Announcing Stack Overflow Documentation

We started with Q&A. Technical documentation is next, and we need your help.

Whether you're a beginner or an experienced developer, you can contribute.

Sign up and start helping → Learn more about Documentation →

While playing with monads I often incur in problems of evaluation. Now, I understand the basic concepts of lazy evaluation, but I don't get how monads are lazily evaluated in Haskell.

Consider the following code

module Main where
import Control.Monad
import Control.Applicative
import System

main = print <$> head <$> getArgs

In my mind it should the main function should print the first console argument, but it doesn't.

I know that

getArgs :: IO [String]
head <$> getArgs :: IO String
print <$> (head <$> getArgs) :: IO (IO ())
main :: IO (IO ())

so apparently, the first argument is not printed on the stdout because the content of the first monad IO is not evaluated. So if I join the two monads, it works.

main = join $ print <$> head <$> getArgs

Would anyone, please, clarify it for me? (or give me a pointer)

share|improve this question
up vote 10 down vote accepted

Haskell 2010 Report (the language definition) says:

The value of the program is the value of the identifier main in module Main, which must be a computation of type IO τ for some type τ. When the program is executed, the computation main is performed, and its result (of type τ) is discarded.

Your main function has type IO (IO ()). The quote above means that only the outer action (IO (IO ())) is evaluated, and its result (IO ()) is discarded. How did you get here? Let's look at the type of print <$>:

> :t (print <$>)
(print <$>) :: (Show a, Functor f) => f a -> f (IO ())

So the problem is that you used fmap in conjunction with print. Looking at the definition of Functor instance for IO:

instance  Functor IO where
   fmap f x = x >>= (return . f)

you can see that that made your expression equivalent to (head <$> getArgs >>= return . print). To do what you originally intended, just remove the unnecessary return:

head <$> getArgs >>= print

Or, equivalently:

print =<< head <$> getArgs

Note that IO actions in Haskell are just like other values - they can be passed to and returned from functions, stored in lists and other data structures, etc. An IO action is not evaluated unless it's a part of the main computation. To "glue" IO actions together, use >> and >>=, not fmap (which is typically used for mapping pure functions over values in some "box" - in your case, IO).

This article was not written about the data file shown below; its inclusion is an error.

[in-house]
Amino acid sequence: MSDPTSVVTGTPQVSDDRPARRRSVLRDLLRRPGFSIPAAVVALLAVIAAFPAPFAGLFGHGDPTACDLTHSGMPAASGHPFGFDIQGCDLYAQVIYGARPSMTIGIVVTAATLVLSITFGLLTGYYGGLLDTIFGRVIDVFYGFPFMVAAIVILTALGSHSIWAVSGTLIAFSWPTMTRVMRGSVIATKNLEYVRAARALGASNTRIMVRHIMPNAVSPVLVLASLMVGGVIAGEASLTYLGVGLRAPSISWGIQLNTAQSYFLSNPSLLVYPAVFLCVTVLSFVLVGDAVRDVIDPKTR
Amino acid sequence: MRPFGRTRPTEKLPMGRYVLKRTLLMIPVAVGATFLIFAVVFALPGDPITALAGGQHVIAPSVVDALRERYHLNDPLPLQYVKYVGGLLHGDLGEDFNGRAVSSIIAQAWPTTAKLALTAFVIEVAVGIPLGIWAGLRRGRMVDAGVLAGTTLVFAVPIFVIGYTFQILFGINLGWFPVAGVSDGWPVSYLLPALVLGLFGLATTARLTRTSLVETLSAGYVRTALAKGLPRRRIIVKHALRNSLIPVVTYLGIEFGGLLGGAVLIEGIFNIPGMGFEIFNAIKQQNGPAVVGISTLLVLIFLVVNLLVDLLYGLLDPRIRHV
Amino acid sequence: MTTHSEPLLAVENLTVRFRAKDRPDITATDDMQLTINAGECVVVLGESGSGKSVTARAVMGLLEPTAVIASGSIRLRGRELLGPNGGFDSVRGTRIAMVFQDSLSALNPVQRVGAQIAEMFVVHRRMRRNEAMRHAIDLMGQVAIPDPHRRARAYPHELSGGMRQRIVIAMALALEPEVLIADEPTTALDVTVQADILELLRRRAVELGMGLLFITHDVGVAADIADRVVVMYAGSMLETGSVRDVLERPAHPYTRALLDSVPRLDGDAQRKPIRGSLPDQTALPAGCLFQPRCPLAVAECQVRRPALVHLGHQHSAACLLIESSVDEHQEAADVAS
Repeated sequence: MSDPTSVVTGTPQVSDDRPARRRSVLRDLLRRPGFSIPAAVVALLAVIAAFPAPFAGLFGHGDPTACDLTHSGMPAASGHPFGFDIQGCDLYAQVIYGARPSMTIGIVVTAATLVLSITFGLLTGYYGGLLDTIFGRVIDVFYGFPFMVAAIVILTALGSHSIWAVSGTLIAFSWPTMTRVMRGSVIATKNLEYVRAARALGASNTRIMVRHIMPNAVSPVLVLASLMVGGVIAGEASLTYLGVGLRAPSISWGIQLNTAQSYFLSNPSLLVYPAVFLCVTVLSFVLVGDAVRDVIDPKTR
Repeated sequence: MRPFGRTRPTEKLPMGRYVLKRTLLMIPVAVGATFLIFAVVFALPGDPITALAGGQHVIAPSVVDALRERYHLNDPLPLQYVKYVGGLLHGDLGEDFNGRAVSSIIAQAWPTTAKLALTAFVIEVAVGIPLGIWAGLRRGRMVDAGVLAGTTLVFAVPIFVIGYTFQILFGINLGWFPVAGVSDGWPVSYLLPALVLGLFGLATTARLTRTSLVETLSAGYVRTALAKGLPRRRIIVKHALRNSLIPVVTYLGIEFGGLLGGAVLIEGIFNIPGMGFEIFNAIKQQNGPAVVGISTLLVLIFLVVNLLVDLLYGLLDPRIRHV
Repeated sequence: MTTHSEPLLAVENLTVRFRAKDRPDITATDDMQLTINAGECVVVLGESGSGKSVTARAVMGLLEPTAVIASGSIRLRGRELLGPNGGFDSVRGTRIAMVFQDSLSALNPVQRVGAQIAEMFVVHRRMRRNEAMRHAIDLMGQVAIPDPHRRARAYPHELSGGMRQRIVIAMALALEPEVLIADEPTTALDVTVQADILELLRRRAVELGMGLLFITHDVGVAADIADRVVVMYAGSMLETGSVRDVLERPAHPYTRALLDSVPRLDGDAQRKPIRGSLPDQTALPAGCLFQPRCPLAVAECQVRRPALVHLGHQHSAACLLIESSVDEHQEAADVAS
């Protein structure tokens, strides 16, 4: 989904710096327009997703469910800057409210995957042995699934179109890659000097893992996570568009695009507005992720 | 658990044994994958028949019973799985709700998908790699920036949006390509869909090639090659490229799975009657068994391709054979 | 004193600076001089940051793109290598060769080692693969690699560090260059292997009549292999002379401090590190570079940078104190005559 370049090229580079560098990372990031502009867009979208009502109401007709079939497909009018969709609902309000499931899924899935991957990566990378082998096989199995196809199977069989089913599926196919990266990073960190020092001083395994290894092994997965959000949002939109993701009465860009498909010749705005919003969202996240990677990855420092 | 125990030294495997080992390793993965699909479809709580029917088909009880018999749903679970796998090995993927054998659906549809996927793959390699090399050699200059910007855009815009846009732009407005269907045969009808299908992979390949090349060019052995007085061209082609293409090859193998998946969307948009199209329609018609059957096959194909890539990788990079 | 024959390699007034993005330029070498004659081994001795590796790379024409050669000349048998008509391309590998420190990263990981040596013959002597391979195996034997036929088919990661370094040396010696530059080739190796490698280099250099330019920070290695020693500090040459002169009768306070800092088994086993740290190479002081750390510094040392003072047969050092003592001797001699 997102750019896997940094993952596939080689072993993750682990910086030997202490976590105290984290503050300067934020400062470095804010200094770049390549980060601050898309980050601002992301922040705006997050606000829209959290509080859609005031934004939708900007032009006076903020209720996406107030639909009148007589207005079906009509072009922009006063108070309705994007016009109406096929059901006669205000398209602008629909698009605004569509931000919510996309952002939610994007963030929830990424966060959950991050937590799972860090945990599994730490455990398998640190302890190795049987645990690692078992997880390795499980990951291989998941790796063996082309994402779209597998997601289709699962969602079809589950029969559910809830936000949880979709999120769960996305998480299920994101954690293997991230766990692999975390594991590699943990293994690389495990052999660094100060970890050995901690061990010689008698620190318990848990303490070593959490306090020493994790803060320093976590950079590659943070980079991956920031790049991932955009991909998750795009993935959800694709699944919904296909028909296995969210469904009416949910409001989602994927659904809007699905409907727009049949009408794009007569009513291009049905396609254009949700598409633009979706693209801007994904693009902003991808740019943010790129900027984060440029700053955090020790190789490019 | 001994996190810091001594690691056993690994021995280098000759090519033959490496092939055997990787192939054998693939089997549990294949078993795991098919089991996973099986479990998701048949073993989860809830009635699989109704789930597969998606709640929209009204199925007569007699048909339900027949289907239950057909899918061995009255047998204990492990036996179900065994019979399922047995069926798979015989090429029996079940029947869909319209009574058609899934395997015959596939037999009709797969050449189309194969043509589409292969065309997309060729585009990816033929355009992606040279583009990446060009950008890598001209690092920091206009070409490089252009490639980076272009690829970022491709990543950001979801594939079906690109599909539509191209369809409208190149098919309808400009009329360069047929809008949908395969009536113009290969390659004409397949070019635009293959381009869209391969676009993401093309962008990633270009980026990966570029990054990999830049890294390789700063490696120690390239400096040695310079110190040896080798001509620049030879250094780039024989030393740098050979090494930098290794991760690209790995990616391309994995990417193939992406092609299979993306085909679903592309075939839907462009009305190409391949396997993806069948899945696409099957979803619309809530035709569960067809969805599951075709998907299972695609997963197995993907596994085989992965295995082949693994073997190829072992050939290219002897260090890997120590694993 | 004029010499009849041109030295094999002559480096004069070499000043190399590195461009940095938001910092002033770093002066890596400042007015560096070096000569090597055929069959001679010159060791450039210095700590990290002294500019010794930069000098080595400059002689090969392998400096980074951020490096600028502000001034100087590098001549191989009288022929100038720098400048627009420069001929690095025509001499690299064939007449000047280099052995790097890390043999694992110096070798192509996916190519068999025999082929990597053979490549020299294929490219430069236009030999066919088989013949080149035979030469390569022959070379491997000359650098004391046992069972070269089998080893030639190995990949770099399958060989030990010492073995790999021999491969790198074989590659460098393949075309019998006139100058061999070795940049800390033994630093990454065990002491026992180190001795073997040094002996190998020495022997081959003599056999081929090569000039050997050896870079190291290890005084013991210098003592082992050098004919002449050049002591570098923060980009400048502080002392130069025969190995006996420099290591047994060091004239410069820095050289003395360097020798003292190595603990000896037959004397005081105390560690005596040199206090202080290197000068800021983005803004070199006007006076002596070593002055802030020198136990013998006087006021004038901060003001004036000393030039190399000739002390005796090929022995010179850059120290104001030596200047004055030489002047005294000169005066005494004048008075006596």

Note also that this has to do not with lazy evaluation, but purity - semantically, your program is a pure function that returns a value of type IO a, which is then interpreted by the runtime system. Since your inner IO action is not part of this computation, the runtime system just discards it. A nice introduction to these issues is the second chapter of Simon Peyton Jones's "Tackling the Awkward Squad".

share|improve this answer
Thanks a lot for the exhaustive response. – Jack Oct 17 '11 at 14:18
So basically what I did was to execute getArgs (the outer IO) and throw the results into something that was never executed (because ignored by main). – Jack Oct 17 '11 at 14:30
Correct. You code executes head <$> getArgs and then feeds its result to return . print, which has the type a -> IO (IO ()). – Mikhail Glushenkov Oct 17 '11 at 14:38
Although, head is not evaluated because its result is not needed, so your code will never produce an "empty list" exception. You can test this by changing getArgs to getLine. – Mikhail Glushenkov Oct 17 '11 at 14:49

You have head <$> getArgs :: IO String and print :: Show a => a -> IO (), i.e. a value in a monad and a function from a plain value to a monad. The function used to compose such things is the monadic bind operator (>>=) :: Monad m => m a -> (a -> m b) -> m b.

So what you want is

main = head <$> getArgs >>= print

(<$>) aka fmap has the type Functor f => (a -> b) -> f a -> f b, so it is useful when you want to apply a pure function to some value in a monad, which is why it works with head but not with print, since print is not pure.

share|improve this answer

Your Answer


By posting your answer, you agree to the privacy policy and terms of service.

Not the answer you're looking for? Browse other questions tagged or ask your own question.